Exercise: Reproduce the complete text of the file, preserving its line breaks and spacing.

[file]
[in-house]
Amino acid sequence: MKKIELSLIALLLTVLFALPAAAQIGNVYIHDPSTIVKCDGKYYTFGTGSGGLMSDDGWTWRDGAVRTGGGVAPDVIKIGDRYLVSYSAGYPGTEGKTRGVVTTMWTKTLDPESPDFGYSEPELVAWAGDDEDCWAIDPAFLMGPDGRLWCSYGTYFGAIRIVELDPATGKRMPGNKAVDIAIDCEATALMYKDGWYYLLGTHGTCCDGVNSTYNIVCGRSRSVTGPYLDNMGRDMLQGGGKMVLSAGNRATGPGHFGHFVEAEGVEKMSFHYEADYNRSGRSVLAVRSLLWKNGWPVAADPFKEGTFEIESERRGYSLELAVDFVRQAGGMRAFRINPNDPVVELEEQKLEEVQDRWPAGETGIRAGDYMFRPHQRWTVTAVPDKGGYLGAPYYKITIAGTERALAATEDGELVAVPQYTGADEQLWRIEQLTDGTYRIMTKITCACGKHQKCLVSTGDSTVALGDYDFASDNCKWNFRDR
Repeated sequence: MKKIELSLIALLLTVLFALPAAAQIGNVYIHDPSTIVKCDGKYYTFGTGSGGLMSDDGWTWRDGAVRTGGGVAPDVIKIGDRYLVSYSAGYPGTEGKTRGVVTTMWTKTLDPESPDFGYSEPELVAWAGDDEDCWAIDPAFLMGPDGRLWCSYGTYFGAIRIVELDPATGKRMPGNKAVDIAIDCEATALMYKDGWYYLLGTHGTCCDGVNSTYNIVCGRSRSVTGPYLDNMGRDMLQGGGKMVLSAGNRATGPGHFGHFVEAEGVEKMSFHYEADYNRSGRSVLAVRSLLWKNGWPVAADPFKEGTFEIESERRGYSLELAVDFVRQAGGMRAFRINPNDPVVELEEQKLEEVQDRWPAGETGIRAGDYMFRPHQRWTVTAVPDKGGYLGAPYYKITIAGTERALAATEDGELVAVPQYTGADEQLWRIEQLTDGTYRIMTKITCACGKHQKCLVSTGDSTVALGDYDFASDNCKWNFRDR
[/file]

[in-house]
Amino acid sequence: MKKIELSLIALLLTVLFALPAAAQIGNVYIHDPSTIVKCDGKYYTFGTGSGGLMSDDGWTWRDGAVRTGGGVAPDVIKIGDRYLVSYSAGYPGTEGKTRGVVTTMWTKTLDPESPDFGYSEPELVAWAGDDEDCWAIDPAFLMGPDGRLWCSYGTYFGAIRIVELDPATGKRMPGNKAVDIAIDCEATALMYKDGWYYLLGTHGTCCDGVNSTYNIVCGRSRSVTGPYLDNMGRDMLQGGGKMVLSAGNRATGPGHFGHFVEAEGVEKMSFHYEADYNRSGRSVLAVRSLLWKNGWPVAADPFKEGTFEIESERRGYSLELAVDFVRQAGGMRAFRINPNDPVVELEEQKLEEVQDRWPAGETGIRAGDYMFRPHQRWTVTAVPDKGGYLGAPYYKITIAGTERALAATEDGELVAVPQYTGADEQLWRIEQLTDGTYRIMTKITCACGKHQKCLVSTGDSTVALGDYDFASDNCKWNFRDR
Repeated sequence: MKKIELSLIALLLTVLFALPAAAQIGNVYIHDPSTIVKCDGKYYTFGTGSGGLMSDDGWTWRDGAVRTGGGVAPDVIKIGDRYLVSYSAGYPGTEGKTRGVVTTMWTKTLDPESPDFGYSEPELVAWAGDDEDCWAIDPAFLMGPDGRLWCSYGTYFGAIRIVELDPATGKRMPGNKAVDIAIDCEATALMYKDGWYYLLGTHGTCCDGVNSTYNIVCGRSRSVTGPYLDNMGRDMLQGGGKMVLSAGNRATGPGHFGHFVEAEGVEKMSFHYEADYNRSGRSVLAVRSLLWKNGWPVAADPFKEGTFEIESERRGYSLELAVDFVRQAGGMRAFRINPNDPVVELEEQKLEEVQDRWPAGETGIRAGDYMFRPHQRWTVTAVPDKGGYLGAPYYKITIAGTERALAATEDGELVAVPQYTGADEQLWRIEQLTDGTYRIMTKITCACGKHQKCLVSTGDSTVALGDYDFASDNCKWNFRDR